USB connectivity: Some single DIN car stereos have USB ports, so you can play your music back digitally (instead of using an analog cable with an auxiliary input). USB ports are mostly found on premium models, so if you’re an audiophile, expect to pay a little more.
iOS compatibility: If you’ve got an iPhone, keep your eyes peeled for car stereos with iOS-specific features; for example, some models let you browse your iPhone’s music library directly on their screens.
If you’re planning to connect your phone to your car stereo with a USB cable or 3.5 mm audio cable, decide which type before you buy, and keep a spare cable in the car. Consider how long of a cable you’ll need, so you don’t have an extra-long wire getting in the way.
Inexpensive: Budget single DIN car stereos cost between $30 and $60. We recommend avoiding stereos in this price range because they usually make too many compromises on features or have inferior audio quality. There are a few models in this range that are great bargains, but if you’re serious about upgrading your ride’s sound system, plan on spending a little more.
Mid-range: The best values in single DIN car stereos are between $60 and $100. Models in this price range cover all the right bases: they sound great, they’ve got input options like USB and microSD, and they’re easy to use while driving. Unless you absolutely must have a model that’s more expensive, we don’t recommend spending much more than this.
Expensive: Single DIN car stereos that cost more than $100 are built for the long haul: the price tag usually goes along with units that are especially durable or have interfaces that are especially easy to use. If you drive for a living or spend a lot of time in you car, consider models in this price range.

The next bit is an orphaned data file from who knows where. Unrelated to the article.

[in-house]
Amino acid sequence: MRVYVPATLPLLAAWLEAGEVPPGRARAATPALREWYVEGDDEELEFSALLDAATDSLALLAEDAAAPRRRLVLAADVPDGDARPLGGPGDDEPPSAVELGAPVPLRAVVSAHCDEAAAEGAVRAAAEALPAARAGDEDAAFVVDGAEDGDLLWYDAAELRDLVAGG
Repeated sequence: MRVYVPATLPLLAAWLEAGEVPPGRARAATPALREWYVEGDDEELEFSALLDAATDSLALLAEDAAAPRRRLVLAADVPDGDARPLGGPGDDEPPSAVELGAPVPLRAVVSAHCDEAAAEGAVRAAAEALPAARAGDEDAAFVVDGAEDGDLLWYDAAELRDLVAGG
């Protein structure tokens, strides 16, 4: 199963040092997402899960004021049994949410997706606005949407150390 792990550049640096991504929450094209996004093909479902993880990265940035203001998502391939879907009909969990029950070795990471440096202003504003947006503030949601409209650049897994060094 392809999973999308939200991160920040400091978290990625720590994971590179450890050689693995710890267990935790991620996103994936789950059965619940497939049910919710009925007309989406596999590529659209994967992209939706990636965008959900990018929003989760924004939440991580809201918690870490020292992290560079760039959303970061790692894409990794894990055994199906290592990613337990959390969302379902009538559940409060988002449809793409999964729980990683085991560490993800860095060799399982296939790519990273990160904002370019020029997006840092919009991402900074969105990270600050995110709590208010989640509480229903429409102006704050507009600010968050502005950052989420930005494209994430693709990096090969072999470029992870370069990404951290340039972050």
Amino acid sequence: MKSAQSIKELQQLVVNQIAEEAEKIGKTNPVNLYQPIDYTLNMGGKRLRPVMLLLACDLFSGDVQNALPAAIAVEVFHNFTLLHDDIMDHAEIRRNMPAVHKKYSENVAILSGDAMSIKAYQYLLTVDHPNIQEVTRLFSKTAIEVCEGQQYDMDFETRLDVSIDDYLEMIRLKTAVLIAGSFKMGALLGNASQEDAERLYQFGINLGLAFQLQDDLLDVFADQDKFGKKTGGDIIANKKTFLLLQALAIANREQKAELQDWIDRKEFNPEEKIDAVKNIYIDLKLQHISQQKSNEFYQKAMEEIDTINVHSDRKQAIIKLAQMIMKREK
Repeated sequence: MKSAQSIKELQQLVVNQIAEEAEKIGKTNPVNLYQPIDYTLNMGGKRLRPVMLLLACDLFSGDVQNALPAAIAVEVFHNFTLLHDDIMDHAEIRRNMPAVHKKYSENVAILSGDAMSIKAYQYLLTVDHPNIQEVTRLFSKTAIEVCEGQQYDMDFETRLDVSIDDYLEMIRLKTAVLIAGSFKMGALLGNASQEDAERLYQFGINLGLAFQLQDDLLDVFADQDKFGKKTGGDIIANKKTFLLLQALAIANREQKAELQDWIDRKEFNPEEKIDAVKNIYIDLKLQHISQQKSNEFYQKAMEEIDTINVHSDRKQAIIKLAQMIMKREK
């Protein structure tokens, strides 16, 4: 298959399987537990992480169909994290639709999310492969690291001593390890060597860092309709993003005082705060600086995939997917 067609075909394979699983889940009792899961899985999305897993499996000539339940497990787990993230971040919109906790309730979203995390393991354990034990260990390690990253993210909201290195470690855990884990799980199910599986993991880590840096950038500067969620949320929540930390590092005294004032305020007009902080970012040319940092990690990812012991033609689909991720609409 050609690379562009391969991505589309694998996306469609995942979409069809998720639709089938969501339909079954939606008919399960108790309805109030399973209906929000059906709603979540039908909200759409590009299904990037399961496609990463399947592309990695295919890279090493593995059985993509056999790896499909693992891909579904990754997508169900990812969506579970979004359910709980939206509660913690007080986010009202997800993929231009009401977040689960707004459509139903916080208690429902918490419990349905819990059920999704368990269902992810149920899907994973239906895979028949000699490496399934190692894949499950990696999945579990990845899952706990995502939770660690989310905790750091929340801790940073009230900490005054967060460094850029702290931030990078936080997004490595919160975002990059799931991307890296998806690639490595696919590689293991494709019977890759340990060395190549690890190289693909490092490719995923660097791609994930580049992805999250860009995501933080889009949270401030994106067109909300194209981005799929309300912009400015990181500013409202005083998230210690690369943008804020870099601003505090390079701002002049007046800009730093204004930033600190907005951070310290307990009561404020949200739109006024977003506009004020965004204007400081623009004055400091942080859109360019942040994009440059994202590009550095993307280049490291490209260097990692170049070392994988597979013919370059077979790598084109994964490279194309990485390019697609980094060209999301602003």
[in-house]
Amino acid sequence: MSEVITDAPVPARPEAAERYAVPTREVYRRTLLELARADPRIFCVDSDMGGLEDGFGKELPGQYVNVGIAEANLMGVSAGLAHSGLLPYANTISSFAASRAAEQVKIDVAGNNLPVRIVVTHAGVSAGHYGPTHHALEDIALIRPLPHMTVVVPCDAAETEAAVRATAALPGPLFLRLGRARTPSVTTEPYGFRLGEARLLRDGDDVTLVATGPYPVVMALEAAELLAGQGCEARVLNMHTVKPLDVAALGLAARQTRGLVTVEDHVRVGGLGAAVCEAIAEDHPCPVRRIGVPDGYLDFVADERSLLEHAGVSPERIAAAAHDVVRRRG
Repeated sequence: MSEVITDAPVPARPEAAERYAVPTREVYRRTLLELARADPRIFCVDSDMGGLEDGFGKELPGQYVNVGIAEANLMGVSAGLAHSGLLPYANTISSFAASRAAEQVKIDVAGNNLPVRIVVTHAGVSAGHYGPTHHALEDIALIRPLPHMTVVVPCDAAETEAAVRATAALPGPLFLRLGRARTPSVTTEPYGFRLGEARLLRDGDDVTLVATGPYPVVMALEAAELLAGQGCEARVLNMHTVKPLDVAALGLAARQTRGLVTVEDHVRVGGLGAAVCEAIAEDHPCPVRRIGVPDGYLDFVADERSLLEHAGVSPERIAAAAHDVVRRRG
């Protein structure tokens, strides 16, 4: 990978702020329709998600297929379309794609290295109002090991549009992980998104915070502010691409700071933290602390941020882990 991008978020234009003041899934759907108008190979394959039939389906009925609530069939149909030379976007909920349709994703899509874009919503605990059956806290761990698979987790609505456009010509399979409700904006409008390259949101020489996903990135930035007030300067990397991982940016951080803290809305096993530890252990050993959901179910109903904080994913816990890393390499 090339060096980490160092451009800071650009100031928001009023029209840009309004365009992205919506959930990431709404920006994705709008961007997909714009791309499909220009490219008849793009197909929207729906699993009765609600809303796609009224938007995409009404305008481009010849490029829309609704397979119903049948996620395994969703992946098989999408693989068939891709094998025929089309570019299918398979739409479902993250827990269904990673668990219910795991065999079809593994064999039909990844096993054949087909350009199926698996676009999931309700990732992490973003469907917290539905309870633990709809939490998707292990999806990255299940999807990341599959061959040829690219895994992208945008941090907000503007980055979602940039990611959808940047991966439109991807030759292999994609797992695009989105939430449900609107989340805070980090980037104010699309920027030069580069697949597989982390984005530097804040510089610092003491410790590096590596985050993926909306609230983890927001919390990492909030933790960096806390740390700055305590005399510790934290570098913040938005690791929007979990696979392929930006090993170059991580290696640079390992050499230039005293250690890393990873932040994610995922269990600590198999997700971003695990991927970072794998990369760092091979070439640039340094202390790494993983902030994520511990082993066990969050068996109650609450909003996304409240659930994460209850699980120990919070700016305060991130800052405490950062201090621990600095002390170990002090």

Many single DIN car stereos come with a remote control, which is handy for tailgate parties or any time you want to use your car stereo without being behind the wheel.
Best at the basics
We love Pioneer’s audio products because they’re such a joy to use: every dial is weighty and smooth, the button layouts make sense, and they’ve got enough power to keep the bass bumpin’. The car digital media receiver focuses on audio from your phone, so it dispenses with extras like a CD player, but it’s got the essentials: an auxiliary jack, Bluetooth, and a USB port. The best part? If you have an Android phone, you can plug it in and use the controls to browse your music collection. If you’re looking for a solid performer that doesn’t cost a fortune, this is one of the best values around.
If you’re looking for a car stereo with everything (including a touchscreen and a CD player), check out the BOSS BV9976B DVD Player. We’re not kidding about the “everything” part: it’s got Bluetooth, USB port, motorized 7-inch touchscreen, and it even plays DVDs when you’re parked. It’s not the fastest interface we’ve seen, but at this price point, it’s still a solid value. If you’re looking for a car stereo that’s got a solid feature set but won’t break the bank, we recommend the JVC Digital Media Car Stereo Receiver. It streams music via Bluetooth, it’s got a CD player that can read data discs (so you can bring a disc full of MP3s), and it’s even got support for high-resolution audio formats like FLAC. Don’t let it’s modest looks and price tag fool you: JVC’s receiver is a solid option that sounds great.
Q. Will replacing my car stereo improve the audio quality?
A. Probably. After-market car stereos often have superior sound quality, although it depends on the car. The biggest difference in audio quality usually comes from EQ settings: most single DIN car stereos give you a lot more control over how your music sounds, so you can tune yours to your liking, which will make a huge overall difference.
Q. Do single DIN car stereos include everything I need to install one myself?
A. Not usually. Because every car interior is unique, you’ll need to buy special parts designed to make your particular make and model of car work with a standard single DIN stereo, like a wiring harness or a connectivity kit. We recommend working with a professional installer who will be able to purchase all of the necessary parts for you.
Q. Do any single DIN car stereos have GPS?
A. No, although they can play back the audio from your phone’s GPS, single DIN units don’t have enough space to display a map, and units that include a touchscreen don’t have onboard GPS. That said, if you connect your phone while you’re driving and use your phone’s route guidance, you’ll be able to hear the turn-by-turn directions through your car speakers.